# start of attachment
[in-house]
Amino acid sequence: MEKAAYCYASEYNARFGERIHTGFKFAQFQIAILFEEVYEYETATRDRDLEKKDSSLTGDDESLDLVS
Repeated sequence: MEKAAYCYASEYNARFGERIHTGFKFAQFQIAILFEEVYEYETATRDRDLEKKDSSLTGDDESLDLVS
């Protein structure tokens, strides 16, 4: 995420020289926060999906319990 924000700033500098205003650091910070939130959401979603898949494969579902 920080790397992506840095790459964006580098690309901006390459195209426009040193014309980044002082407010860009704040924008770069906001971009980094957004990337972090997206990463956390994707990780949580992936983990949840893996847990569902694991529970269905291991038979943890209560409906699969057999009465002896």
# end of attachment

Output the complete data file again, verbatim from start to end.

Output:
[in-house]
Amino acid sequence: MEKAAYCYASEYNARFGERIHTGFKFAQFQIAILFEEVYEYETATRDRDLEKKDSSLTGDDESLDLVS
Repeated sequence: MEKAAYCYASEYNARFGERIHTGFKFAQFQIAILFEEVYEYETATRDRDLEKKDSSLTGDDESLDLVS
């Protein structure tokens, strides 16, 4: 995420020289926060999906319990 924000700033500098205003650091910070939130959401979603898949494969579902 920080790397992506840095790459964006580098690309901006390459195209426009040193014309980044002082407010860009704040924008770069906001971009980094957004990337972090997206990463956390994707990780949580992936983990949840893996847990569902694991529970269905291991038979943890209560409906699969057999009465002896």